If you’re expecting Fox Sports to cover many (any?) of the controversies surrounding next month’s FIFA World Cup in Qatar, you must be new here.
Fox personalities were asked about their coverage during a media event on Thursday, and per a feature from Jonathan Tannenwald of the Philadelphia Inquirer, it does seem like Fox simply won’t bother diving into the many issues surrounding perhaps the most controversial World Cup ever.
Executive producer David Neal told Tannenwald that the company would cover a story that “affects the field of play,” but would leave any “ancillary” stories “to other entities.
“Our approach is clear, and it’s identical to what it was four years ago in Russia,” executive producer David Neal told The Inquirer. “We believe that viewers come to Fox Sports during the World Cup to see the greatest sports event in the world. They don’t come to us expecting us to be [HBO’s] Real Sports with Bryant Gumbel, or [ESPN’s] E: 60. That’s not who we pretend to be, and I don’t think that’s what the viewer expectation is.”
“If a story affects the field of play, if it affects the competition in the tournament, we will cover it fully,” Neal said. “If it doesn’t, if it’s ancillary to the tournament, if it has to do with the construction of the venues or what have you, we’re going to leave that to other entities to cover. Our focus is entirely on the 64-game tournament.”
Neal added that if something happened in a stadium, Fox would cover it (but only because “it wouldn’t be possible to ignore”).
“We don’t turn our collective vision away from something if it’s happening inside” a venue, Neal said. “If there’s a demonstration or something inside the stadium, it wouldn’t be possible to ignore. … We will read and react.”
Lead studio host Rob Stone said Fox wouldn’t shy away from covering any events “that need to be discussed,” but backed that up by saying “the focus always will be on the game.”
“I think our responsibility number one is to the viewer and to the sport and to what the event is,” Stone said. “And if events come to light that need to be discussed, absolutely, we’re not going to shy from it.”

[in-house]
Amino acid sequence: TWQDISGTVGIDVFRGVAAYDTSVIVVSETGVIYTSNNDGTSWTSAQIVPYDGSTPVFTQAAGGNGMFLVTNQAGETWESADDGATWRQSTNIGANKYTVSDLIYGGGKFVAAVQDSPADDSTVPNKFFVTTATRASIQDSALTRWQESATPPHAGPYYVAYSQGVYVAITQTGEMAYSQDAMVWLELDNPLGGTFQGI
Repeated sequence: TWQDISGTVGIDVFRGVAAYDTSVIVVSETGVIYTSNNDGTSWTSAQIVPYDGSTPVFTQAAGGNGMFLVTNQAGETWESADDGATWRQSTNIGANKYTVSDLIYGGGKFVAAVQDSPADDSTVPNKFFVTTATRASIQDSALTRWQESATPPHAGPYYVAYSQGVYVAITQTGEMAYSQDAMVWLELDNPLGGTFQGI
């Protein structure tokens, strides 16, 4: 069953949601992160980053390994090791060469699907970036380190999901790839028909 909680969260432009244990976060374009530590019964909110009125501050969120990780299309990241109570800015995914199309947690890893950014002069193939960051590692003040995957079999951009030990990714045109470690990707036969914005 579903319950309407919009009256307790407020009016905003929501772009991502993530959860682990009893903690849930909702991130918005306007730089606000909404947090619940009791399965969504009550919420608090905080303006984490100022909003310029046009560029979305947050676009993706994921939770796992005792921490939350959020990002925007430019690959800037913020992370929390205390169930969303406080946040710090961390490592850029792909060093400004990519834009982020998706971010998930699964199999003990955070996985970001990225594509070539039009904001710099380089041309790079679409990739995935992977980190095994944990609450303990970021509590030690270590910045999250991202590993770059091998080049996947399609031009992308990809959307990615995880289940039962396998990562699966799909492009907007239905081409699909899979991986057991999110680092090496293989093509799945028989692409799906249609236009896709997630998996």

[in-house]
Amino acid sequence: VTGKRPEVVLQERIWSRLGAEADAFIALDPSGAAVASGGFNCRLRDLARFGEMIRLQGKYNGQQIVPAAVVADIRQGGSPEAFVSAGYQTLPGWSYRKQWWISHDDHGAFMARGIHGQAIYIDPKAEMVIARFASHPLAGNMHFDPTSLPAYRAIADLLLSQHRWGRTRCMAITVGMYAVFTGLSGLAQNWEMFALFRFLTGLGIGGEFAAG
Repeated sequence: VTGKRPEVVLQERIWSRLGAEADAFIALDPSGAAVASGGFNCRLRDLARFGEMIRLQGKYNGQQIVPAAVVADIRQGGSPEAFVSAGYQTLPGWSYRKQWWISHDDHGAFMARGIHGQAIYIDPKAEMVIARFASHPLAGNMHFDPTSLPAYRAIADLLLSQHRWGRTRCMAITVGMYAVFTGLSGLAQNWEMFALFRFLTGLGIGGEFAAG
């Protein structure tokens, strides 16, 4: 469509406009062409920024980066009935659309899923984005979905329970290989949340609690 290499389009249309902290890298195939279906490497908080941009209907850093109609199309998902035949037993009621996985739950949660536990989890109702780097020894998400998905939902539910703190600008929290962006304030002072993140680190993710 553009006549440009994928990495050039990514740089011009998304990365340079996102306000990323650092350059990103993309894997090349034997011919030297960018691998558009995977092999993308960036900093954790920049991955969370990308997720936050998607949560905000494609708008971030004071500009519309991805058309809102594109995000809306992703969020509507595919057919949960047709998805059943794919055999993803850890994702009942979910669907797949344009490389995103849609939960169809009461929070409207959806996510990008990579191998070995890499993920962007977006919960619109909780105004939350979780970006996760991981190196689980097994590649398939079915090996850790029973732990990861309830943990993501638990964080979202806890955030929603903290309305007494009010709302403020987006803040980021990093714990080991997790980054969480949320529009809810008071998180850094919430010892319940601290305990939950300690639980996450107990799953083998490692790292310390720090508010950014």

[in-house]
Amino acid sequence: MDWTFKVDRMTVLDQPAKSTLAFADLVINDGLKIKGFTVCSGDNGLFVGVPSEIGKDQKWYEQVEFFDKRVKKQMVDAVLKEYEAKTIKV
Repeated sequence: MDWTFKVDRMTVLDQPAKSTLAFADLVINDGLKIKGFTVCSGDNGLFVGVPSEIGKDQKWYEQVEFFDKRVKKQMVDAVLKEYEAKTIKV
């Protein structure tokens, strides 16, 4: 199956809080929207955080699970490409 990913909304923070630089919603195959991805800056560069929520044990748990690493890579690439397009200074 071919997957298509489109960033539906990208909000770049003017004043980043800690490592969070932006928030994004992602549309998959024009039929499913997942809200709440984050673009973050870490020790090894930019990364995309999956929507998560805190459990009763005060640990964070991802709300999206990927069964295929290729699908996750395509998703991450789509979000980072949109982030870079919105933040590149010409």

“We’re guests in this country — at some point you have to be respectful for how they operate and how they do things,” Stone said. “And also take them at the word for what they said they are going to do change-wise, and continue to encourage that in the best way that we can. … Some of these other issues, we’re not oblivious to them, but the focus always will be on the game.”
Stone also said the company “won’t hide from the issues if they become prevalent and apparent,” while Neal added, “if others want to cover those ancillary stories, they’re free to do so.”
While this is a disservice to viewers, I’m hoping at least we’re not going to see bullshit puff pieces like four years ago (Stalin’s dacha, anyone?). And even though there are numerous controversial items about Qatar as a country, there are also more than enough about this World Cup itself. The event is taking place five months later than it normally does, in a desert country with minimal soccer history to speak of, in brand new stadia that God only knows how many migrant workers died building, and we’re supposed to think these are “ancillary” issues?
Yep, sure are! Nothing to see here! And there’s nothing at all fishy about FIFA awarding the 2026 World Cup media rights to Fox without an open bidding process after moving the summer event to winter!
What a mess.
If Fox doesn’t want to discuss the laws and customs of Qatar, fine. I can grudgingly agree they are “ancillary” to the World Cup itself. But to gloss over the timing of the event, the location of the event, and the loss of life linked to creation of the events venues as “ancillary”? Nah. That’s just assuming your viewers are stupid.